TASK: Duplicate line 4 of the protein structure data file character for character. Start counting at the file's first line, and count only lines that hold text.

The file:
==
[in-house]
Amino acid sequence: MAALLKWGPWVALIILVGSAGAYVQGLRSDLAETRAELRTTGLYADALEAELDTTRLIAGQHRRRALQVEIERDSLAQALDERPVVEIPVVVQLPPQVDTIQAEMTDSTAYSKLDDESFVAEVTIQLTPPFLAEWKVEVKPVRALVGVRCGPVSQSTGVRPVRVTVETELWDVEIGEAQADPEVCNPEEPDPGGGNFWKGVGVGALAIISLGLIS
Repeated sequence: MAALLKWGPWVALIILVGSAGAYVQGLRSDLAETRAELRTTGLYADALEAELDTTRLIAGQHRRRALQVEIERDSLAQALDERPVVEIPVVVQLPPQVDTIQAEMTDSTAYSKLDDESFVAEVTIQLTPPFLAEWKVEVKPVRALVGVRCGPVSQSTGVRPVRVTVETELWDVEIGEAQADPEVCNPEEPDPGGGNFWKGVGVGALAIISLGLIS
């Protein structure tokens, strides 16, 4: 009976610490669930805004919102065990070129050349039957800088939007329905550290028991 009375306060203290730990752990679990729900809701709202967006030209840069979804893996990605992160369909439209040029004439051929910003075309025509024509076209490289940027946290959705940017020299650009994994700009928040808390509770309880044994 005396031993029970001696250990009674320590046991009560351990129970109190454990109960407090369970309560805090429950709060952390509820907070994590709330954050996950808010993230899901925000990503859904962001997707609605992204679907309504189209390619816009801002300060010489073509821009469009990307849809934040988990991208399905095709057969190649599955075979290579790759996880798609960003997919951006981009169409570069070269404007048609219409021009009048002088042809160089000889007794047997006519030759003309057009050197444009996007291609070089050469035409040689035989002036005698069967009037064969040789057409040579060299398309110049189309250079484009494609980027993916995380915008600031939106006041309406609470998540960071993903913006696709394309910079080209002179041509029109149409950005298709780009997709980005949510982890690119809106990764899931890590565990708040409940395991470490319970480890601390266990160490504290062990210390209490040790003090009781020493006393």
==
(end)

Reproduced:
């Protein structure tokens, strides 16, 4: 009976610490669930805004919102065990070129050349039957800088939007329905550290028991 009375306060203290730990752990679990729900809701709202967006030209840069979804893996990605992160369909439209040029004439051929910003075309025509024509076209490289940027946290959705940017020299650009994994700009928040808390509770309880044994 005396031993029970001696250990009674320590046991009560351990129970109190454990109960407090369970309560805090429950709060952390509820907070994590709330954050996950808010993230899901925000990503859904962001997707609605992204679907309504189209390619816009801002300060010489073509821009469009990307849809934040988990991208399905095709057969190649599955075979290579790759996880798609960003997919951006981009169409570069070269404007048609219409021009009048002088042809160089000889007794047997006519030759003309057009050197444009996007291609070089050469035409040689035989002036005698069967009037064969040789057409040579060299398309110049189309250079484009494609980027993916995380915008600031939106006041309406609470998540960071993903913006696709394309910079080209002179041509029109149409950005298709780009997709980005949510982890690119809106990764899931890590565990708040409940395991470490319970480890601390266990160490504290062990210390209490040790003090009781020493006393």